A reputable website now lets you check whether your mobile number is part of the 1.5m Irish records caught up in the latest Facebook data leak.
Irish Facebook users caught up in the leak of over a million mobile numbers can now check whether their number is affected.
The website haveibeenpwned.com has updated its system to include searches by mobile numbers.
Users can input their numbers using the country code and full mobile number, without the ‘zero’ prefix.
A typical search would be inputted as 353871234567.
The reputable site, run by the respected IT security researcher Troy Hunt, also lets people check whether their email addresses have been part of any large data breach in recent years.
Meanwhile, the Irish Data Protection Commission has criticised Facebook for a lack of communication over how and when the global dataset of 530m Facebook accounts— including up to 1.5m Irish accounts—came to be leaked and shared.
The watchdog said that its efforts at getting an answer from Facebook about the matter have been met with a tepid response.
“The DPC attempted over the weekend to establish the full facts and is continuing to do so. It received no proactive communication from Facebook. Through a number of channels, it sought contact and answers from Facebook,” said a spokesperson for the Irish DPC.
Facebook Ireland today responded to queries about the leak with a two-sentence statement.
"This is old data that was previously reported on in 2019,” a spokesperson told Independent.ie. “We found and fixed this issue in August 2019.”
However, it gave a slightly longer response to the DPC, according to a statement from the Irish regulator.
“Based on our investigation to date, we believe that the information in the data-set released this weekend was publicly available and scraped prior to changes made to the platform in 2018 and 2019,” Facebook told the regulator, as quoted by the Irish DPC. “As I am sure you can appreciate, the data at issue appears to have been collated by third parties and potentially stems from multiple sources. It therefore requires extensive investigation to establish its provenance with a level of confidence sufficient to provide your Office and our users with additional information.”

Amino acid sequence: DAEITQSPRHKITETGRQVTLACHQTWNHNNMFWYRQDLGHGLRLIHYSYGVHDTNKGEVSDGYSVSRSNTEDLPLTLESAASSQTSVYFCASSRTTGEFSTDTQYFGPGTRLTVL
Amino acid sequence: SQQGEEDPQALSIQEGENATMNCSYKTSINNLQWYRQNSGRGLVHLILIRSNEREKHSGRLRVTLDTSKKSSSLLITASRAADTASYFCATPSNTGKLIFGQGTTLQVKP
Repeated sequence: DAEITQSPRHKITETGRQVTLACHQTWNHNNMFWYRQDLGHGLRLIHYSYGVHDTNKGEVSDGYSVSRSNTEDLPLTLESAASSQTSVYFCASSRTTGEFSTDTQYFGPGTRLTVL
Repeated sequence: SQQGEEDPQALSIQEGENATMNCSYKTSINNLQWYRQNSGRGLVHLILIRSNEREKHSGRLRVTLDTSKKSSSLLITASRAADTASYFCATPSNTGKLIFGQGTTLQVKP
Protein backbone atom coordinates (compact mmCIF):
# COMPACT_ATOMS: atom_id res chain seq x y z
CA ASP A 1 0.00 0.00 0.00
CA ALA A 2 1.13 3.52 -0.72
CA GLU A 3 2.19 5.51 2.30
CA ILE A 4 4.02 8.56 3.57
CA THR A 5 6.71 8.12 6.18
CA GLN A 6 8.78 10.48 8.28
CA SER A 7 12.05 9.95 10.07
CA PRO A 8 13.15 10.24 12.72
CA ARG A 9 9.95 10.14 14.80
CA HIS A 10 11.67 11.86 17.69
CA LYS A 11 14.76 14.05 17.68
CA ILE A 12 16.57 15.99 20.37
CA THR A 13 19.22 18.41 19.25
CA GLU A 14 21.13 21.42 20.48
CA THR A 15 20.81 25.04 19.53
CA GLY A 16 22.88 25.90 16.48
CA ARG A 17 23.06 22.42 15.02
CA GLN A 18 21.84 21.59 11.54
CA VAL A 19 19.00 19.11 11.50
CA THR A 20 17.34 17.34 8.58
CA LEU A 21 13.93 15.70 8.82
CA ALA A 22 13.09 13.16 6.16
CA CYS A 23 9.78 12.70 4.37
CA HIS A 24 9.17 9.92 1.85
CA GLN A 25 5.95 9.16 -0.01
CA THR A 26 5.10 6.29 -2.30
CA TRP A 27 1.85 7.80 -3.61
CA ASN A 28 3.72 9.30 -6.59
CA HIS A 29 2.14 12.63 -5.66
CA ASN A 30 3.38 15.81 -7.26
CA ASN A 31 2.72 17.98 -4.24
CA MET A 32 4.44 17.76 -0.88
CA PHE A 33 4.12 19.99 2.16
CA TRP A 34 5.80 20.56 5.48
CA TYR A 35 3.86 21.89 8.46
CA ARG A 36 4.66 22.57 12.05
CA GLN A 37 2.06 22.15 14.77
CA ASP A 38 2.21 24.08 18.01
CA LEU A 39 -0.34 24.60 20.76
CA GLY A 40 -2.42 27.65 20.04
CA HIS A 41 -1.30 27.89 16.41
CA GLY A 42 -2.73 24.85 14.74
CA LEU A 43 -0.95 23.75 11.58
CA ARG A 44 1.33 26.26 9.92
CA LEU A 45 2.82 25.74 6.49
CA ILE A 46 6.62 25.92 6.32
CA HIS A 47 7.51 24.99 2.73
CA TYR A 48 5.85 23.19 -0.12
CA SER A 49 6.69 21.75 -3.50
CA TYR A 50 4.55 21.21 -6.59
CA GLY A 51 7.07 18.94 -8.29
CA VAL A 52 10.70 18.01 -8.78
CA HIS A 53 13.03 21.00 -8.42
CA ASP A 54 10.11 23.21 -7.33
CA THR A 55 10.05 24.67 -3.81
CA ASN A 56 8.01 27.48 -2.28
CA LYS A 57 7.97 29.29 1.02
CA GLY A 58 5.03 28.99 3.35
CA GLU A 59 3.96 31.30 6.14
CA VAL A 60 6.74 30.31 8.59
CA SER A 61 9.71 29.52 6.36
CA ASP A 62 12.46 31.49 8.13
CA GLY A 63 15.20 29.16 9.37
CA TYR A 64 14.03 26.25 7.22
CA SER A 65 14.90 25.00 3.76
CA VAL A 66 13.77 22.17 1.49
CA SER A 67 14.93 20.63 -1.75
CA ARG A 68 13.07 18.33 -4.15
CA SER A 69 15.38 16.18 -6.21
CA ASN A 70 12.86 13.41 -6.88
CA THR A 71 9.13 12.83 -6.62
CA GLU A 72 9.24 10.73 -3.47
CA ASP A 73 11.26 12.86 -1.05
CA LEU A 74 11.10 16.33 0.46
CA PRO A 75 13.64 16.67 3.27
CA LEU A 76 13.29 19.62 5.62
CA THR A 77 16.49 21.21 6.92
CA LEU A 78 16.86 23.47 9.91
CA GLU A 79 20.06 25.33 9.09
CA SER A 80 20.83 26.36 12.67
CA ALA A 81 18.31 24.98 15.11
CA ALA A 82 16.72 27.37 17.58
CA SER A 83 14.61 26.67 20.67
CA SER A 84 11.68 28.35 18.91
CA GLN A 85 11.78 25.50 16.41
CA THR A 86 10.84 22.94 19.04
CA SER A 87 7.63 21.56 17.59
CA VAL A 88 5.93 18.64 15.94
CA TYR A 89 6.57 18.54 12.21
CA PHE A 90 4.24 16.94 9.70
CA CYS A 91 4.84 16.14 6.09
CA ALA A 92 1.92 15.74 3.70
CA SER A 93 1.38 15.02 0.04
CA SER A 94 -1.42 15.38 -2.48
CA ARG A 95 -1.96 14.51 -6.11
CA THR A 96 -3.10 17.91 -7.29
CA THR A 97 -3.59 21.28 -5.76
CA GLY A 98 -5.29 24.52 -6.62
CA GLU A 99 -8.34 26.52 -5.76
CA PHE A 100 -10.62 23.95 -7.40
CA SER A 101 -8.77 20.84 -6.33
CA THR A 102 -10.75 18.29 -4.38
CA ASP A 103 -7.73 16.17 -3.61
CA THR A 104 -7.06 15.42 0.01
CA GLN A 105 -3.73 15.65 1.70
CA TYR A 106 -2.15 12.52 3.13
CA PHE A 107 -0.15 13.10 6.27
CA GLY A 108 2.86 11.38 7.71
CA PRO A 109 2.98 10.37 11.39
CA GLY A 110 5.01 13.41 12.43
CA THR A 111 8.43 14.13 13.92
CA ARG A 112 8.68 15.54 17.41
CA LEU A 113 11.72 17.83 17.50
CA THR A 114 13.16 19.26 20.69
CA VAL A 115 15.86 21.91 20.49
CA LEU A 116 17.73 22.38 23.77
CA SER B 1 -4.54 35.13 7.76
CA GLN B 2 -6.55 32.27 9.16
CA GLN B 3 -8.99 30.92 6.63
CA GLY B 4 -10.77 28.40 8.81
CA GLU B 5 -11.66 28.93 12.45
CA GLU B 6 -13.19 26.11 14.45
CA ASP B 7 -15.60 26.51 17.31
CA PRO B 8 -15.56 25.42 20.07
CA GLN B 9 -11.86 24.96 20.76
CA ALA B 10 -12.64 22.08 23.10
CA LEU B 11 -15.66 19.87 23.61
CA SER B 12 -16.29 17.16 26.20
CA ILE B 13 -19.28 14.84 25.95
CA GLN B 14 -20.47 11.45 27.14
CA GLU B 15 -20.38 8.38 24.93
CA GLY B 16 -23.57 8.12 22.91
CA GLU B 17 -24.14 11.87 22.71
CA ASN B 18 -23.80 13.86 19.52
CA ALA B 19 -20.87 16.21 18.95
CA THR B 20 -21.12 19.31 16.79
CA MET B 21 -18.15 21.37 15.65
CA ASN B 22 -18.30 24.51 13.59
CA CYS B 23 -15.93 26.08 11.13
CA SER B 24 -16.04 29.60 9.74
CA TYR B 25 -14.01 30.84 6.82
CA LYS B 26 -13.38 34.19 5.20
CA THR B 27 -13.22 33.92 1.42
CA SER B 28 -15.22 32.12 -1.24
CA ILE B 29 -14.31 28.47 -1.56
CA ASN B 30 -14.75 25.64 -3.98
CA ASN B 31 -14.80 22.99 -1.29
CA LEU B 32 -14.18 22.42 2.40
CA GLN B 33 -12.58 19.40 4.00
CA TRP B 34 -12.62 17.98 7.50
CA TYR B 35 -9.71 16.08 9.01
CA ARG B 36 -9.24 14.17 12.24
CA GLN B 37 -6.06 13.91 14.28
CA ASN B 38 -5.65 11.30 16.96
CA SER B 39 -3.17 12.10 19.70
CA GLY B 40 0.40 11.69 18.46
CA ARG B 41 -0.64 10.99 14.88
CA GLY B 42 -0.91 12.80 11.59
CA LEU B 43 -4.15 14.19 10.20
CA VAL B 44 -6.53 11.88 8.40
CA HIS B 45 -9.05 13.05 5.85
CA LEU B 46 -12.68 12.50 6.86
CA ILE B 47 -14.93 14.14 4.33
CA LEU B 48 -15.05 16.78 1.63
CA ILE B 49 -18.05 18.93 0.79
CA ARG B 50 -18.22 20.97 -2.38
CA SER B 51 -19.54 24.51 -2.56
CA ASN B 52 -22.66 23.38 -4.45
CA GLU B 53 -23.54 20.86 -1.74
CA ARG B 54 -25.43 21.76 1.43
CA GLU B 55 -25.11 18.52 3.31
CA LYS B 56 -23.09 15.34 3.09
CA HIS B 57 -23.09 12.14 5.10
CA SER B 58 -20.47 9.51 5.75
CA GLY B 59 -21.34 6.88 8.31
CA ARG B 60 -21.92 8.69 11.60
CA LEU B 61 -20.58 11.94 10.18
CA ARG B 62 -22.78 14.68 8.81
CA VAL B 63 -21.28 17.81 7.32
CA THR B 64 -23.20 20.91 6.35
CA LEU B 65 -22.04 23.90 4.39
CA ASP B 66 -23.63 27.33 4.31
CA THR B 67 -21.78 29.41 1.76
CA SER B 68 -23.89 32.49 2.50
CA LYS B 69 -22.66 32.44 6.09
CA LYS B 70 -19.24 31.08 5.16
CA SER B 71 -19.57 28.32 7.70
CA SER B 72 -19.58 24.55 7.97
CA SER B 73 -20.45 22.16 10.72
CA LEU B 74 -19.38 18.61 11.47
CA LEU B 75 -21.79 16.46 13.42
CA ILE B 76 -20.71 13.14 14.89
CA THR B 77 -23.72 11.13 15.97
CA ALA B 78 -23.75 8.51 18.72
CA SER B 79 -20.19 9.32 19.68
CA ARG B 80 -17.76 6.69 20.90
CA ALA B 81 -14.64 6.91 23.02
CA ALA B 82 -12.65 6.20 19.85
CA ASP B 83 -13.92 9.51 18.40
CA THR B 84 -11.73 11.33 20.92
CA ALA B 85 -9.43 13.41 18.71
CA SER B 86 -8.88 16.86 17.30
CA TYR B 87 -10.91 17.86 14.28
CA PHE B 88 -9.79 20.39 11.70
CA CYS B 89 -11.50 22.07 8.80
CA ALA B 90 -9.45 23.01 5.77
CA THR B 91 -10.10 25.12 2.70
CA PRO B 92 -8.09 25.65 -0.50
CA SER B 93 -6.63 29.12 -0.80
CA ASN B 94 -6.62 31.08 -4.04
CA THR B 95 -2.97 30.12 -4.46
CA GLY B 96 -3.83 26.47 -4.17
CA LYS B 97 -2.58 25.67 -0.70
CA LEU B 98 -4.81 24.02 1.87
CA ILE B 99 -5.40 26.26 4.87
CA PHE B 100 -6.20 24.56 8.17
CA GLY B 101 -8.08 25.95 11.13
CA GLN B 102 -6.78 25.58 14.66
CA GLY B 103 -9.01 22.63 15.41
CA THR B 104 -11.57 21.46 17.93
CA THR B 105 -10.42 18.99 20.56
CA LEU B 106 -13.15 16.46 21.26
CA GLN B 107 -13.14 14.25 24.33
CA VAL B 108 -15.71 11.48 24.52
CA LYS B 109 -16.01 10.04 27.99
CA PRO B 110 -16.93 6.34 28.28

The Irish regulator is now warning of risks around spam and security.
“Risks arise for users who may be spammed for marketing purposes but equally users need to be vigilant in relation to any services they use that require authentication using a person’s phone number or email address in case third parties are attempting to gain access,” its statement says.
However, on the question of whether punitive action will follow, the DPC hinted that the behaviour may have occurred before the introduction of the GDPR.
“Much of the data appears to been data scraped some time ago from Facebook public profiles,” the DPC says.
“Previous datasets were published in 2019 and 2018 relating to a large-scale scraping of the Facebook website which at the time Facebook advised occurred between June 2017 and April 2018 when Facebook closed off a vulnerability in its phone lookup functionality. Because the scraping took place prior to GDPR, Facebook chose not to notify this as a personal data breach under GDPR.”